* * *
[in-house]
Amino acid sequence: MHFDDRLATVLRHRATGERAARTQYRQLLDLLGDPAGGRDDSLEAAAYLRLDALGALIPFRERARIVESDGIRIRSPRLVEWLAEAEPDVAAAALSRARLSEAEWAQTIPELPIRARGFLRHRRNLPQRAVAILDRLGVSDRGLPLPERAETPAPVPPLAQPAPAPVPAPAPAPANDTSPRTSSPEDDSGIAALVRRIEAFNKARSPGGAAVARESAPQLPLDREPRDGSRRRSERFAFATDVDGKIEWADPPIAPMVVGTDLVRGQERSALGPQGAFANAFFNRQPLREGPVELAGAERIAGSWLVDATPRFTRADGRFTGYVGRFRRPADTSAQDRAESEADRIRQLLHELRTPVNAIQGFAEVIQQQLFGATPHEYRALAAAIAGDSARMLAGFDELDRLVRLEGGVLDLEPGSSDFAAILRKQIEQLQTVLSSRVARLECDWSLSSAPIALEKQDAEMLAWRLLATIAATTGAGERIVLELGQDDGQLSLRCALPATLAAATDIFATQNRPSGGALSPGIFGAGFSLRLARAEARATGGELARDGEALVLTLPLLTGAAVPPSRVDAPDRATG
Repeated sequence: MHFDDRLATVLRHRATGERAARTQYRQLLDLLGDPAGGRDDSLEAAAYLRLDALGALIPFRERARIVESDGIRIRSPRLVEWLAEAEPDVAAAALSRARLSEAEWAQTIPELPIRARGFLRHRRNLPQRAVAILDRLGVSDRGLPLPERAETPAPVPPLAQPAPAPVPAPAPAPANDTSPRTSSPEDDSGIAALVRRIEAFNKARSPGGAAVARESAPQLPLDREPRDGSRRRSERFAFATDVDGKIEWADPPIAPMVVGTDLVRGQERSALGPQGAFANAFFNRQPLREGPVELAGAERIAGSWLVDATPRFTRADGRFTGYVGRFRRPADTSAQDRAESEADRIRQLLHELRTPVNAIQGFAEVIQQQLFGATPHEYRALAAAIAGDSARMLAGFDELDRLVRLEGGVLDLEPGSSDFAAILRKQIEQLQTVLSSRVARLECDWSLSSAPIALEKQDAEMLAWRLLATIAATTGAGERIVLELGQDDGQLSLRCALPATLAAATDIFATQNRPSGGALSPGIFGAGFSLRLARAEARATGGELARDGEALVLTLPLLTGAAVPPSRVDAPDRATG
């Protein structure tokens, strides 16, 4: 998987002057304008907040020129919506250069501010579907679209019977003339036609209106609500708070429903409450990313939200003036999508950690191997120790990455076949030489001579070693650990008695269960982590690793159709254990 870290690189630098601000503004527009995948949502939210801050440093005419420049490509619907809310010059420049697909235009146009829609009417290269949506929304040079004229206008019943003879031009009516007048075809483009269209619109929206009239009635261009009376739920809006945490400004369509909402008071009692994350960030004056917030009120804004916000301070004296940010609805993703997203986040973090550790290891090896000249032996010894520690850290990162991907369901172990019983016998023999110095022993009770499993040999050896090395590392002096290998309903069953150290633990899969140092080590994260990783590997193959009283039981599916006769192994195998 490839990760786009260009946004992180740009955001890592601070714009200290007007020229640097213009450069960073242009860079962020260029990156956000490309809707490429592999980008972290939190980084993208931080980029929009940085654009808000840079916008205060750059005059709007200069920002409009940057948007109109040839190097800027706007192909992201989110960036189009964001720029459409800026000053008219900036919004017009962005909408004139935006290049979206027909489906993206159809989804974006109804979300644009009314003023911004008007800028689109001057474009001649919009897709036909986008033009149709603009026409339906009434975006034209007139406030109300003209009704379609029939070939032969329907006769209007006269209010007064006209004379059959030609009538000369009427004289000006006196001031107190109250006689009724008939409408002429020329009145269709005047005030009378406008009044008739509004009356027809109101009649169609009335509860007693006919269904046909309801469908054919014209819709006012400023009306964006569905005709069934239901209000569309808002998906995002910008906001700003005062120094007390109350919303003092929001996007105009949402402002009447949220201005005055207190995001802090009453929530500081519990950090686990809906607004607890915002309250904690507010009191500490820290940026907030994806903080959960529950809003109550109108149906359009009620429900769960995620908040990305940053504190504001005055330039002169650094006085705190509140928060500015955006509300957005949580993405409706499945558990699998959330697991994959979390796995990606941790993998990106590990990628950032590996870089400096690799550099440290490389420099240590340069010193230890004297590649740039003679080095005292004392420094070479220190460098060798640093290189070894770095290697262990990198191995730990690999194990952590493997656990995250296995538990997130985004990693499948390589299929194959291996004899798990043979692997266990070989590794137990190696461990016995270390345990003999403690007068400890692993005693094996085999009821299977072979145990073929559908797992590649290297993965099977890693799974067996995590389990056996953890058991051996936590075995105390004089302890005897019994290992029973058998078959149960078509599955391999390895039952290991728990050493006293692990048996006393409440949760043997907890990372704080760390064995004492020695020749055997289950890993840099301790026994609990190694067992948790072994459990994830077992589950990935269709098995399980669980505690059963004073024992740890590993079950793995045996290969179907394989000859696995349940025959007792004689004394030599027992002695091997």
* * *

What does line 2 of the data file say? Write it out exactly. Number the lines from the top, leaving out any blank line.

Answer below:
Amino acid sequence: MHFDDRLATVLRHRATGERAARTQYRQLLDLLGDPAGGRDDSLEAAAYLRLDALGALIPFRERARIVESDGIRIRSPRLVEWLAEAEPDVAAAALSRARLSEAEWAQTIPELPIRARGFLRHRRNLPQRAVAILDRLGVSDRGLPLPERAETPAPVPPLAQPAPAPVPAPAPAPANDTSPRTSSPEDDSGIAALVRRIEAFNKARSPGGAAVARESAPQLPLDREPRDGSRRRSERFAFATDVDGKIEWADPPIAPMVVGTDLVRGQERSALGPQGAFANAFFNRQPLREGPVELAGAERIAGSWLVDATPRFTRADGRFTGYVGRFRRPADTSAQDRAESEADRIRQLLHELRTPVNAIQGFAEVIQQQLFGATPHEYRALAAAIAGDSARMLAGFDELDRLVRLEGGVLDLEPGSSDFAAILRKQIEQLQTVLSSRVARLECDWSLSSAPIALEKQDAEMLAWRLLATIAATTGAGERIVLELGQDDGQLSLRCALPATLAAATDIFATQNRPSGGALSPGIFGAGFSLRLARAEARATGGELARDGEALVLTLPLLTGAAVPPSRVDAPDRATG